Universities of Birmingham and Amsterdam launch strategic partnership
The Universities of Birmingham and Amsterdam have launched a strategic partnership - the product of a long track-record of collaboration between the two universities, spanning a wide range of academic disciplines, and including staff and student exchange.
The partnership focusses initially on two areas: equality, diversity and inclusion (EDI); and medical training and research. EDI is an issue that is of the highest importance to both universities, located as they are in highly diverse cities. Working together will enable academics, students and professional services staff across the universities to research, teach and promote EDI.
Both universities are home to some of the largest and strongest medical schools in the world. Partnership working will benefit students during their training, leading to joint research projects in areas such as cardiovascular disease, microbiology and infection.
The partnership launch was marked by a two-day joint EDI workshop featuring keynote contributions by researchers at each university, focussing on issues such as the gender pay gap, student diversity and supporting the educational success of minority groups.
Birmingham contributors to the EDI workshop included Professor of Leadership & Enterprise Development Kiran Trehan, as well as organisational management experts Professor Joanne Duberley and Dr Holly Birkett.
The partnership agreement was signed at a special ceremony yesterday (2 July) by University of Birmingham Provost Professor Tim Jones and University of Amsterdam Rector Magnificus Karen Maex.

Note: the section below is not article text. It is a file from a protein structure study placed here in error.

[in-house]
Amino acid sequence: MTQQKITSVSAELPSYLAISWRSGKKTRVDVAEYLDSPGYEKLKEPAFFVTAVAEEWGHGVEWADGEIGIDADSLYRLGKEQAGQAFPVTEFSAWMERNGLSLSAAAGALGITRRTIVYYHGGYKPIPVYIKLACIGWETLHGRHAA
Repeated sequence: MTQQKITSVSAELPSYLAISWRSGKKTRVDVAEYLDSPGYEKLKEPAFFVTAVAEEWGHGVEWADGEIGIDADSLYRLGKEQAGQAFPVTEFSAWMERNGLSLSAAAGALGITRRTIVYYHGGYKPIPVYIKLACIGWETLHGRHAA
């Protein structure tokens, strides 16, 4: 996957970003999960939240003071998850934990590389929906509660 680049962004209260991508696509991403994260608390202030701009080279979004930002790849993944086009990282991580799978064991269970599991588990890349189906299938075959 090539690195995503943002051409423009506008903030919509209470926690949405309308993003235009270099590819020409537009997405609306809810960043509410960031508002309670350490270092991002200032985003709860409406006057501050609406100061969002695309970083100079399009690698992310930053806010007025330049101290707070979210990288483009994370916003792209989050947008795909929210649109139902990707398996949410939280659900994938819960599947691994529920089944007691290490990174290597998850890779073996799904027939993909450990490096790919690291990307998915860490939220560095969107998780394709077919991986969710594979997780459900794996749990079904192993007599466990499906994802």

Professor Tim Jones commented: “Europe continues to be a region of key importance for the University of Birmingham – in both research and education. As a major strand in our global engagement strategy, we’re building and strengthening partnerships with priority institutions across the EU, and are delighted to agree this key partnership.
“We’re proud to join the University of Amsterdam in a partnership between two leading international universities built on our complementary strengths. We believe our collaboration will produce high-profile research with global impact, excellent opportunities for students in both countries and create a leading-edge partnership in European HE sector – encouraging academics, students and staff to promote equality, diversity and inclusion.”
As students face uncertainty about study opportunities in Europe post-Brexit, the two universities will create exchange opportunities through a student mobility agreement allowing Birmingham students to spend time studying at Amsterdam, and vice-versa.
Rector Magnificus Karen Maex commented: “The partnership with Birmingham will provide new opportunities for our students and staff to work together and create new synergies. I’m very pleased that we have renewed and intensified our collaboration.”
The Universities plan to collaborate across professional services - developing best practice exchange around institutional governance.
University of Birmingham Pro-Vice-Chancellor (International) Professor Robin Mason commented: “Building on the long-standing connection between Amsterdam and Birmingham, this partnership will help to connect researchers, educators and professional services teams across a range of different areas.
“While the initial focus of the partnership involves two areas—equality, diversity and inclusion (EDI), and medical training and research—we look forward to the collaboration broadening as well as deepening, to cover other areas of mutual interest.”
Amsterdam and Birmingham are both members of the Universitas 21 global network of leading, research-intensive universities.
For more information, please contact Tony Moran, International Communications Manager, University of Birmingham on +44 (0) 121 414 8254 or +44 (0)782 783 2312. For out-of-hours enquiries, please call +44 (0) 7789 921 165.
Notes for editors
- The University of Birmingham is ranked amongst the world’s top 100 institutions, its work brings people from across the world to Birmingham, including researchers and teachers and more than 6,500 international students from over 150 countries.